The shortcomings of the prior art are overcome and additional advantages are provided through the provision of a method and incorporated assembly and method used for a computing environment. The method and assembly comprises a main housing and a (first) wedge complementary to the main housing. The wedge is preferably placed substantially in a vertical position and can be referred to as a vertical wedge.

The (vertical) wedge is connected to the housing at least partially such that this wedge and the main housing form a unitary housing entity. The vertical wedge is also formed such as to house a lead screw on one of its sides. A plurality of slide mechanisms is also provided. The slide mechanism is connected to opposing sides of the main housing and the wedge. A drive wedge is also provided. The drive wedge is connected to the main housing and the first wedge and formed such that it can be moved from a first position to a second position via a lead screw.

In one embodiment of the present invention, the slide mechanisms further comprise a fixed housing and a sliding feature moveably engaged to this housing such that said sliding feature can move from a first position to a second position to provide telescoping feature for the mechanism.

In another embodiment a dwell feature is provided. To accomplish the dwell feature, the vertical wedge and/or the housing are formed such that they accommodate a connector system. A variety of different connector systems can be conceived but in a preferred embodiment, the connector system comprises of a pin and hole feature where the amount of movement of the dwell feature is dependent on the pin and hole relationship of the housing and the vertical wedge.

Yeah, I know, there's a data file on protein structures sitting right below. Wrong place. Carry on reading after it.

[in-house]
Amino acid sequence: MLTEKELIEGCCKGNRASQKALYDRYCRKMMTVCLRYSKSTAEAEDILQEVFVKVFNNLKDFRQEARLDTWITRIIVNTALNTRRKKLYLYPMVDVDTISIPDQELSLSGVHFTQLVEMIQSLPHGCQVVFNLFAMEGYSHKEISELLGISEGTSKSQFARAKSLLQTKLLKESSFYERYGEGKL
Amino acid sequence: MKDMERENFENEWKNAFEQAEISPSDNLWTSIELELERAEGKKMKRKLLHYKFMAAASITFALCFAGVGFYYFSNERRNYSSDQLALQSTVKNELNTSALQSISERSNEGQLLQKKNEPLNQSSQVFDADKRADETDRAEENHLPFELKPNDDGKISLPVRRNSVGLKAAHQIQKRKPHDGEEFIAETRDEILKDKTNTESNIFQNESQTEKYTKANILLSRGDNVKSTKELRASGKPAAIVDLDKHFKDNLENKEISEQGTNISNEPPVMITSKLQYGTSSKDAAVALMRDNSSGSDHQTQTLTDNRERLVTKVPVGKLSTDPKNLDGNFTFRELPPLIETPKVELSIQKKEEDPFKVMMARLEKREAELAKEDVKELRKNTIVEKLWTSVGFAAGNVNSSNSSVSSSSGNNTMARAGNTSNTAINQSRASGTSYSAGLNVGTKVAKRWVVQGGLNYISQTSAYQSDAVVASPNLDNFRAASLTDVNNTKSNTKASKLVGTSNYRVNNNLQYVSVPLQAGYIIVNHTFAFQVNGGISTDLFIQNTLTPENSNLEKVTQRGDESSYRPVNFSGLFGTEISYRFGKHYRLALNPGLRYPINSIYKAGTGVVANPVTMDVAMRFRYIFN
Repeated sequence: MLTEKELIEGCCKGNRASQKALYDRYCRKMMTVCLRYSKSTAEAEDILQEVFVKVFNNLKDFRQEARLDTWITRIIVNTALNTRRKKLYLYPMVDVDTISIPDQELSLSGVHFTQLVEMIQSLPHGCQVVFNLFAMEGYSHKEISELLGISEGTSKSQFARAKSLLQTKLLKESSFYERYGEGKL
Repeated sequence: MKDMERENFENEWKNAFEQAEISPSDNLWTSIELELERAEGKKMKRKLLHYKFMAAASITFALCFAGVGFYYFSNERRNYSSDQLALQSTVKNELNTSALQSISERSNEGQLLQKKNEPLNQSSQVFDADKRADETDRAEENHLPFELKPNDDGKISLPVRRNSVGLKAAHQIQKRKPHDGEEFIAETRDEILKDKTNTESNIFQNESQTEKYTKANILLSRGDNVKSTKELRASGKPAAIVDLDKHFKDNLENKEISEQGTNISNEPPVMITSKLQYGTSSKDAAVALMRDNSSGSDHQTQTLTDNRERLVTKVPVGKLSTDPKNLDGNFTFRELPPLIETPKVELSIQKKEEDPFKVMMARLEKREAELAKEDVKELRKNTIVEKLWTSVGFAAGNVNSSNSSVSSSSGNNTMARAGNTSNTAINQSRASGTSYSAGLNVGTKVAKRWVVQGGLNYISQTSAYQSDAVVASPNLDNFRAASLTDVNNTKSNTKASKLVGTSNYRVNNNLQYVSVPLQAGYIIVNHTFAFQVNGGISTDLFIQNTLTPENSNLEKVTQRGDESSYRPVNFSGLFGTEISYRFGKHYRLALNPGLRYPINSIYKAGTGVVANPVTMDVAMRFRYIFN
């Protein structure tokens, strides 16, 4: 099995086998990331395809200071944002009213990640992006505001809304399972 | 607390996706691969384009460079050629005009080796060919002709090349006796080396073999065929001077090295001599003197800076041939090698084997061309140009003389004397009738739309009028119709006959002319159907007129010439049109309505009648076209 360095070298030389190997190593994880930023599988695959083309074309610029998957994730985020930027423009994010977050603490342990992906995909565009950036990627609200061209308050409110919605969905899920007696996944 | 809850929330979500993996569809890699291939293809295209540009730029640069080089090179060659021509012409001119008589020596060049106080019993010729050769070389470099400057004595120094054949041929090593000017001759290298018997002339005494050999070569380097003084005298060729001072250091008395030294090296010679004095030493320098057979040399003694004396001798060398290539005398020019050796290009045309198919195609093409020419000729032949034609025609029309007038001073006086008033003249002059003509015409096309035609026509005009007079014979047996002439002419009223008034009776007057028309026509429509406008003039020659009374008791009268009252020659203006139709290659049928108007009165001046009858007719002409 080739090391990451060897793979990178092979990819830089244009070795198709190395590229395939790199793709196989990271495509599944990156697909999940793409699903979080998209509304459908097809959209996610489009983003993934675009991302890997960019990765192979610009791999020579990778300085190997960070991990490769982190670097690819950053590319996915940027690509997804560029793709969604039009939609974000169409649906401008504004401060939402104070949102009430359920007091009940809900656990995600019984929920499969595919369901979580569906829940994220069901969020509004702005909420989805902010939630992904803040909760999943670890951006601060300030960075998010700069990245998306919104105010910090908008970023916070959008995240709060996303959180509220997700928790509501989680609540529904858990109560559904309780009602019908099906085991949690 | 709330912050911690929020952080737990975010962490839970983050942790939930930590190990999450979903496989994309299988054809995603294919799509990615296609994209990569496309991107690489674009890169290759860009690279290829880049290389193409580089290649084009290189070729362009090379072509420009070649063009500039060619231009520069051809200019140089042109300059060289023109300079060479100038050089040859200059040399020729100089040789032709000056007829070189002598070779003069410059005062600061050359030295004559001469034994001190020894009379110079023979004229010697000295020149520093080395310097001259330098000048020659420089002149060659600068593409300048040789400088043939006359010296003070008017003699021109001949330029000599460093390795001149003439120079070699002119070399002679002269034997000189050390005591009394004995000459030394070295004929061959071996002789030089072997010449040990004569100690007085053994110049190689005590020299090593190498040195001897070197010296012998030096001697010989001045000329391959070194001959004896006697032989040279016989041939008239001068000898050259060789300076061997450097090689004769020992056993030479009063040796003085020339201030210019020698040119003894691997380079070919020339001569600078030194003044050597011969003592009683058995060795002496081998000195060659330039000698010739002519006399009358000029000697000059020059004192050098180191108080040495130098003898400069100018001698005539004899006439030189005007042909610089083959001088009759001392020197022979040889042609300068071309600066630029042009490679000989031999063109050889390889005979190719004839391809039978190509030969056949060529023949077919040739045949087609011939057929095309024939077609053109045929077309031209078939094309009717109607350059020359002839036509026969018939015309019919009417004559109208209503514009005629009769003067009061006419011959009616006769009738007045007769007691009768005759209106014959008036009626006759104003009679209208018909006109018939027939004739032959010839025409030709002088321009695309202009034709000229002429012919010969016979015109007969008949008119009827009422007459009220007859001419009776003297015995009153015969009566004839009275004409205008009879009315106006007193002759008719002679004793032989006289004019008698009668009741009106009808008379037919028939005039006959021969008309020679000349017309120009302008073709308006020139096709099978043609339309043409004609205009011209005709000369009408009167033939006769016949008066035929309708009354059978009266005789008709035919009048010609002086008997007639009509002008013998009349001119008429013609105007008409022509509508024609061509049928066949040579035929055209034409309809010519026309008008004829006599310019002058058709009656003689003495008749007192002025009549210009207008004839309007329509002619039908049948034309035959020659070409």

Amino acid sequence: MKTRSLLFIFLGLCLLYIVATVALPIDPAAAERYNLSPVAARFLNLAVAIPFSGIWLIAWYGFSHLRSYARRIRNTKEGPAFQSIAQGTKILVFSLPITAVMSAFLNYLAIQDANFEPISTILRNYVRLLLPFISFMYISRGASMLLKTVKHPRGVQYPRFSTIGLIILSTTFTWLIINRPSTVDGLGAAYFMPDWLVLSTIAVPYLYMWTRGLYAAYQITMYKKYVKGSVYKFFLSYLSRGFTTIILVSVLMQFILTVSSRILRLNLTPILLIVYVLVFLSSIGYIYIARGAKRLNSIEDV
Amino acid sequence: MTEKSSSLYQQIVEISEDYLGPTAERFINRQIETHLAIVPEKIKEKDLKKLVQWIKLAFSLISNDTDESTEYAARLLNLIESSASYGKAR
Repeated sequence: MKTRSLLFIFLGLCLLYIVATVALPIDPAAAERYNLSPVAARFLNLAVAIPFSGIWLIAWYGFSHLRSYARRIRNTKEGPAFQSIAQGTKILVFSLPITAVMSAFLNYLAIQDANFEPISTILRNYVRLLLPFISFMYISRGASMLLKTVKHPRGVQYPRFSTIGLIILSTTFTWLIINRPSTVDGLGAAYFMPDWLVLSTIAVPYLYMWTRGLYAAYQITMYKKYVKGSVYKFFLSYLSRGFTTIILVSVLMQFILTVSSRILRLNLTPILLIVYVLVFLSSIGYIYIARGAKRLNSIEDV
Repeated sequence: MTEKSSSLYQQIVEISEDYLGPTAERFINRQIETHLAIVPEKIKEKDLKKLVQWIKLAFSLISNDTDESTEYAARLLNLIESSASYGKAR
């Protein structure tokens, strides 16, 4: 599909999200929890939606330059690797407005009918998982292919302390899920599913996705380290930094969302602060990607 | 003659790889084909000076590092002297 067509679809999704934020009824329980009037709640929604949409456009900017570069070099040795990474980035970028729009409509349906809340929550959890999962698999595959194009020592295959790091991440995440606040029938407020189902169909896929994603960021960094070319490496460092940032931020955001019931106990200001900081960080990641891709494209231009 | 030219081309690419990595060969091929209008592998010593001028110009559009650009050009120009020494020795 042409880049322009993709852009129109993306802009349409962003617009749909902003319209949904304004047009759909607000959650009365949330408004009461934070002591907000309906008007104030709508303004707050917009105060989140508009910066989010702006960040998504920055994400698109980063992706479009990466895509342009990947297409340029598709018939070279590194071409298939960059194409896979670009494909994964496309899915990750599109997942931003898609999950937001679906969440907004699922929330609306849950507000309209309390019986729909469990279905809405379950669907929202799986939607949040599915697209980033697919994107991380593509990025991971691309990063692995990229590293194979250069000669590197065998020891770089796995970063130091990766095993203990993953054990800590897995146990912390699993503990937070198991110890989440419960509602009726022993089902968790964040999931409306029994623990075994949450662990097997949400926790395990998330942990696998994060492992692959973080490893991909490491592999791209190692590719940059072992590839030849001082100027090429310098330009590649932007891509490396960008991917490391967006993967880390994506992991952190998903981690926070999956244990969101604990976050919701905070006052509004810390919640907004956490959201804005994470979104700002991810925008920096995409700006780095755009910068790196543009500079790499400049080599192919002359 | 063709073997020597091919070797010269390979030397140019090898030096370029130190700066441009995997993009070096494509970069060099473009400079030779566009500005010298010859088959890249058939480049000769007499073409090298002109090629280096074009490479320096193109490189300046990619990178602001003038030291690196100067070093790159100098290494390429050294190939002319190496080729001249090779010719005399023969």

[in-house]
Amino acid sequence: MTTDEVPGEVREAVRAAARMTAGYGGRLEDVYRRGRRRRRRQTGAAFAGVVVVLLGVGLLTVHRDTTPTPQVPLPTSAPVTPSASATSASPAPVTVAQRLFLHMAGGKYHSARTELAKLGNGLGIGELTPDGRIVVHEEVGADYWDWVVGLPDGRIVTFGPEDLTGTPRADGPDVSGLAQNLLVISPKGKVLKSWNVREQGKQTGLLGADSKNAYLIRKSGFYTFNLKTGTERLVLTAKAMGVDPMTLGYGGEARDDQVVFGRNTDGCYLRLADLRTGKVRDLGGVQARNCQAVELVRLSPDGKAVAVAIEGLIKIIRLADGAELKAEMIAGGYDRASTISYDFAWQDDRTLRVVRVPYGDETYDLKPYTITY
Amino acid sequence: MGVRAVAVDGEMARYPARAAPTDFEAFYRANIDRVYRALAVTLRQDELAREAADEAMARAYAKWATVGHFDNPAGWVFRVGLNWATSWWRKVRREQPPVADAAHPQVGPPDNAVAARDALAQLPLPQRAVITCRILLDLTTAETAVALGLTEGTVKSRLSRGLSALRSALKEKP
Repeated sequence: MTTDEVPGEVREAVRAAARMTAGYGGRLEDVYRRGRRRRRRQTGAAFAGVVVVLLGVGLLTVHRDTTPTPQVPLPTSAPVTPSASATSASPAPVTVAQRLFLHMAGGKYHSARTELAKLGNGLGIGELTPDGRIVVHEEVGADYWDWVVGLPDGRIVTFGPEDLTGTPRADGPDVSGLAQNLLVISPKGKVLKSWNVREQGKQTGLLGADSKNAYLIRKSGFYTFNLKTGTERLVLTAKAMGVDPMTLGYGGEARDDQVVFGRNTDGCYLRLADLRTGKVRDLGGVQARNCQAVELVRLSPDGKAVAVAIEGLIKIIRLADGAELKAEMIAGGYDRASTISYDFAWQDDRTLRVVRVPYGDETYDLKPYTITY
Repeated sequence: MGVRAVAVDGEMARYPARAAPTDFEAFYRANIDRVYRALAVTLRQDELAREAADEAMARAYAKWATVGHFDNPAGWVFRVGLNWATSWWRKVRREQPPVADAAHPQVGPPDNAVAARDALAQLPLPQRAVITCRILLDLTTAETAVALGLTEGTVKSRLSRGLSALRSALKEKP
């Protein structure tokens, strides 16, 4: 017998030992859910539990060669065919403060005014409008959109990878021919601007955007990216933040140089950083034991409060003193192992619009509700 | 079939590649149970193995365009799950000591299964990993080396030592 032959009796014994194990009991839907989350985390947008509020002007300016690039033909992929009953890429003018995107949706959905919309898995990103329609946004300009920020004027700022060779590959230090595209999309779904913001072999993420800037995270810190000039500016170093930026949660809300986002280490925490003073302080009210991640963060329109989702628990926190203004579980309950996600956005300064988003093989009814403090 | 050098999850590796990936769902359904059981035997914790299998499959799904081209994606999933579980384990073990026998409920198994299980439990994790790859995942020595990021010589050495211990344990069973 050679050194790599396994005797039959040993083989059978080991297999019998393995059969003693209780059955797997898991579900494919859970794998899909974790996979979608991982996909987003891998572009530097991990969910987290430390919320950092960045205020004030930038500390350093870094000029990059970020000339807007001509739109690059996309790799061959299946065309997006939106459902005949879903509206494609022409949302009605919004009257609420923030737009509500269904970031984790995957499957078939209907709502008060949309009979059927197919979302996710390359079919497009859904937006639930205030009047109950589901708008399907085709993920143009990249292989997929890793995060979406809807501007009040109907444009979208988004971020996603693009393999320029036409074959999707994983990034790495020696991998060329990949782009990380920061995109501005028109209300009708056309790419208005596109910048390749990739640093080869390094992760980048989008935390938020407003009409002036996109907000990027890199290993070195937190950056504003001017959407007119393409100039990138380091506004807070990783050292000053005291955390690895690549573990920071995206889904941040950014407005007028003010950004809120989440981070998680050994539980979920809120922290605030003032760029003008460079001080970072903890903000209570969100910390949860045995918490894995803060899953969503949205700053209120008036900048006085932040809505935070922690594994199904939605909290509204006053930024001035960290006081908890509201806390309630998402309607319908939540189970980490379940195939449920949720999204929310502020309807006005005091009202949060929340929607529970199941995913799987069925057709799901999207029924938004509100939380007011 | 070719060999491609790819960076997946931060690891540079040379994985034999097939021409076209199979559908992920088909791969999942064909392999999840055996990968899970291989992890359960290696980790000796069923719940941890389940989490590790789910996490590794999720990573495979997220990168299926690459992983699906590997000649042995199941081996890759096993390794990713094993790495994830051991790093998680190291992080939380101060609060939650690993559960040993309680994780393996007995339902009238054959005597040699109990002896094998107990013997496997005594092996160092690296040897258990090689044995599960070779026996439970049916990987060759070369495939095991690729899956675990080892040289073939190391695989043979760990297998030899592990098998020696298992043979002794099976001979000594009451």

In an alternate embodiment, one or more stiffening member(s) can be connected to the assembly in areas surrounding the surface-mount interconnect, such as the mid-plane connector area of a large computing environment. In addition guidance mechanism can also be provided to provide a better connection.

Additional features and advantages are realized through the techniques of the present invention. Other embodiments and aspects of the invention are described in detail herein and are considered a part of the claimed invention. For a better understanding of the invention with advantages and features, refer to the description and to the drawings.

BRIEF DESCRIPTION OF THE DRAWINGS

The subject matter which is regarded as the invention is particularly pointed out and distinctly claimed in the claims at the conclusion of the specification. The foregoing and other objects, features, and advantages of the invention are apparent from the following detailed description taken in conjunction with the accompanying drawings in which:

FIG. 1 is an exploded view of the different components that make up the actuation assembly as per one embodiment of the present invention;

FIGS. 2 a and 2 b provide an illustration of the components of FIG. 1 once assembled and delineate the telescoping slide feature of the slide mechanism;

FIGS. 3 a and 3 b are detailed illustrations of the actuation mechanism as per one embodiment of the present invention;

FIG. 4 is a detailed illustration showing the wedge mechanism as per one embodiment of the present invention;